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PLANS to boost train services along the Dandenong corridor could have a disastrous impact on road traffic, with some major routes tipped to be almost perpetually blocked by boom gates in peak periods unless more level crossings are removed.
A secret letter to the Baillieu government predicts peak-hour gridlock in some suburbs by 2018 if much-needed boosts to train services go ahead.
While the government has promised to remove 10 of Melbourne's level crossings, the letter says at least another two along the Dandenong corridor will have to go - putting more pressure on the state budget - to deal with the traffic crisis.
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The warning came in a letter to Public Transport Minister Terry Mulder in June by VicRoads chief executive Gary Liddle and Department of Transport director Hector McKenzie.
The letter, obtained by freedom-of-information request, said: ''If more peak-hour trains are added to the Dandenong line, by 2018 or earlier, boom barriers at many crossings are forecast to be closed for 70 per cent to 90 per cent of peak periods … Realistically, some crossings will be effectively closed during peak periods.''
Commuters and traders who use streets that cross the Dandenong rail line complain that the congestion is already intolerable. Carnegie pharmacist Gerald Galatis said the line was ''almost like the Great Wall of China … It just jams up this entire area … we can have a kilometre to two-kilometre bank-up of cars.''
His business is near the level crossing on Koornang Road - one of two that the government has been told it must add to its list of removals.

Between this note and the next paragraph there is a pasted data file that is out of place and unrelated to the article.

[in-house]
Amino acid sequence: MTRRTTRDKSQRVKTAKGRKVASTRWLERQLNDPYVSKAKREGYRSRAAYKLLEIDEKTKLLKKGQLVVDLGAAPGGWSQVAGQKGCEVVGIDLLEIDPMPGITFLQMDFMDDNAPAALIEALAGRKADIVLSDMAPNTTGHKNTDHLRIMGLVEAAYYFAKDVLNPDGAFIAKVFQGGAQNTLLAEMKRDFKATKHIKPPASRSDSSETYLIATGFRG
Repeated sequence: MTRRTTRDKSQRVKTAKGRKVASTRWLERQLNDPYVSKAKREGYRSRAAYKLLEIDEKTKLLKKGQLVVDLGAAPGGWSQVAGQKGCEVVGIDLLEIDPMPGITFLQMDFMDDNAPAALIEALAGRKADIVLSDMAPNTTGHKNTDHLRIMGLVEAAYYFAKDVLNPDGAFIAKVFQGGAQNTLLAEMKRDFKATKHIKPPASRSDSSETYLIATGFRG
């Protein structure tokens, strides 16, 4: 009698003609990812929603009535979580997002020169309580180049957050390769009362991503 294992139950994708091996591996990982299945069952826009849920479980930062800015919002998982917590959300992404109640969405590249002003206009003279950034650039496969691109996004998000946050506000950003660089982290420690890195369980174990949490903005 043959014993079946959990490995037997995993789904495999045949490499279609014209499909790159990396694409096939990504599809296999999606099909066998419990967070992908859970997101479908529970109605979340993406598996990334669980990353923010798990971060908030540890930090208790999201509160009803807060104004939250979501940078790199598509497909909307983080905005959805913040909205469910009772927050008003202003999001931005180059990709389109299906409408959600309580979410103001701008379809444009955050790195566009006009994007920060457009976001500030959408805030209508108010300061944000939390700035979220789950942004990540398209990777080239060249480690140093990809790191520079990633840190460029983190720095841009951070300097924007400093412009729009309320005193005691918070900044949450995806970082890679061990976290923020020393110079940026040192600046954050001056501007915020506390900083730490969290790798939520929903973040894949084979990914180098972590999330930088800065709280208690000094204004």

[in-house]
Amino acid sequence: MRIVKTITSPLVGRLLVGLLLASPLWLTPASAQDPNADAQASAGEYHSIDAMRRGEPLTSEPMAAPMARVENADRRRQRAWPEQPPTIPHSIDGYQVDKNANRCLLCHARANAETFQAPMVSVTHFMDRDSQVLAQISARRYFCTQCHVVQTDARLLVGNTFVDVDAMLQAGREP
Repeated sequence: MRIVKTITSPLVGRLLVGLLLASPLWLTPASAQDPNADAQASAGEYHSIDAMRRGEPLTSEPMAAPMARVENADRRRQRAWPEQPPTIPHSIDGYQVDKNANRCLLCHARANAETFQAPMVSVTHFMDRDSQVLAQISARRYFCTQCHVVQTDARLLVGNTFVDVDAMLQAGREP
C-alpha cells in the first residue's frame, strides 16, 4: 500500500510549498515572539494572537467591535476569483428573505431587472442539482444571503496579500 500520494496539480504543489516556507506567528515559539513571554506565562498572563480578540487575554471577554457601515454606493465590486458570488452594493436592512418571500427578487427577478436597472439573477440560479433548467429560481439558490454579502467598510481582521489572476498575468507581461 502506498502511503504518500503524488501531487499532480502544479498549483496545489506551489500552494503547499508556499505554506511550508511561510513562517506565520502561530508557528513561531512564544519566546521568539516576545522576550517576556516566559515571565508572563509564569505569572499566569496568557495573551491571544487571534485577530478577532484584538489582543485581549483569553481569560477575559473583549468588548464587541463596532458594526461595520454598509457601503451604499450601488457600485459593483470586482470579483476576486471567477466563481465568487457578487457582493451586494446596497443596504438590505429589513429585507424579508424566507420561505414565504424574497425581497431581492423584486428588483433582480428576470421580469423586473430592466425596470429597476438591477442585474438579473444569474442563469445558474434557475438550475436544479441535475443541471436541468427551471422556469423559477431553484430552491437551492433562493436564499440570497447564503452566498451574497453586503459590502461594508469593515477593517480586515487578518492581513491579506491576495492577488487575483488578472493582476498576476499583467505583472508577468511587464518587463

An engineers report commissioned by VicRoads found that sending trains underneath Murrumbeena Road, which the government has promised to do, can only go ahead if the same is done at Koornang Road and Poath Road as well. For engineering reasons, the three crossings are too close together for trains to be diverted under only one of them.
The findings were not revealed as part of VicRoads' public consultation process into the Dandenong Rail Study, which was due to be completed this year but has been held back until mid-next year. But VicRoads said its findings would be given consideration.
''The study is giving consideration to issues at these two level crossings adjacent to Murrumbeena Road, including grade separation options,'' Anita Curnow, VicRoads' south-east metro director, said yesterday. ''Following the completion of the study, VicRoads will advise the government on the optimal solution to removing the Murrumbeena Road crossing.''
The government's May budget included $16.5 million for planning work on 10 level crossing removals. There is no set date for removing the Murrumbeena Road crossing, although it is on the priority list.
The crossings at Koornang and Poath roads are not on the priority list. But one at New Street, Brighton, ranked 223 in urgency, is on the list - at a projected cost of up to $15 million. It is in deputy Liberal leader Louise Asher's seat.
The warnings on traffic come as the government undertakes a study aimed at boosting capacity along the Dandenong rail corridor, where patronage is growing 5 per cent a year.
The line is already stretched beyond capacity, according to the Department of Transport, with 17 city-bound services in the morning's busiest hour - or almost one every three minutes.
A 2010 study by the department found there was no capacity to increase trains along the corridor without removing most of the level crossings. Already, boom gates can be down for seven minutes at a time during the morning peak, it found.
The Dandenong rail corridor services the Cranbourne and Pakenham metro lines, V/Line trains to Gippsland and freight to the Port of Hastings. Freight volumes are expected to surge when Hastings becomes a container terminal in the next 10 to 15 years.
A spokeswoman for the government said it would wait for VicRoads to complete its study before making a decision.
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